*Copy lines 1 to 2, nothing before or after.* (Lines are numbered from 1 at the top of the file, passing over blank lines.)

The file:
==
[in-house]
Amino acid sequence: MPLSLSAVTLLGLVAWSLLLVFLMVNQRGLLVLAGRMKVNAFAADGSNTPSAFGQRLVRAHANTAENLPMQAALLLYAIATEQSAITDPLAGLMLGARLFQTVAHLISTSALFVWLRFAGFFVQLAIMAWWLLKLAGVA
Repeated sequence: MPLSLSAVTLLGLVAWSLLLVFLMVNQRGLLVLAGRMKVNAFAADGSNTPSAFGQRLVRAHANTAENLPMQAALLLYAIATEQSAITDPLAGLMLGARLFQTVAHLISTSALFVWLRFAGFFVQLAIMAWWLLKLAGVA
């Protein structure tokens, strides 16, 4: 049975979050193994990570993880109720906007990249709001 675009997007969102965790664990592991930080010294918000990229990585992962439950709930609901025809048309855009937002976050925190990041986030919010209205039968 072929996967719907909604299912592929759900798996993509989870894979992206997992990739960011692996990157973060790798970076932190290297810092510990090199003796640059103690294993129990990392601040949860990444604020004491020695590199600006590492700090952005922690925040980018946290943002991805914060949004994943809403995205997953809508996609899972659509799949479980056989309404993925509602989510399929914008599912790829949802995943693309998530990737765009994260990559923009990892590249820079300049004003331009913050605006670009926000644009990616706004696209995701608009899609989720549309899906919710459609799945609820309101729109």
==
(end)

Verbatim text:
[in-house]
Amino acid sequence: MPLSLSAVTLLGLVAWSLLLVFLMVNQRGLLVLAGRMKVNAFAADGSNTPSAFGQRLVRAHANTAENLPMQAALLLYAIATEQSAITDPLAGLMLGARLFQTVAHLISTSALFVWLRFAGFFVQLAIMAWWLLKLAGVA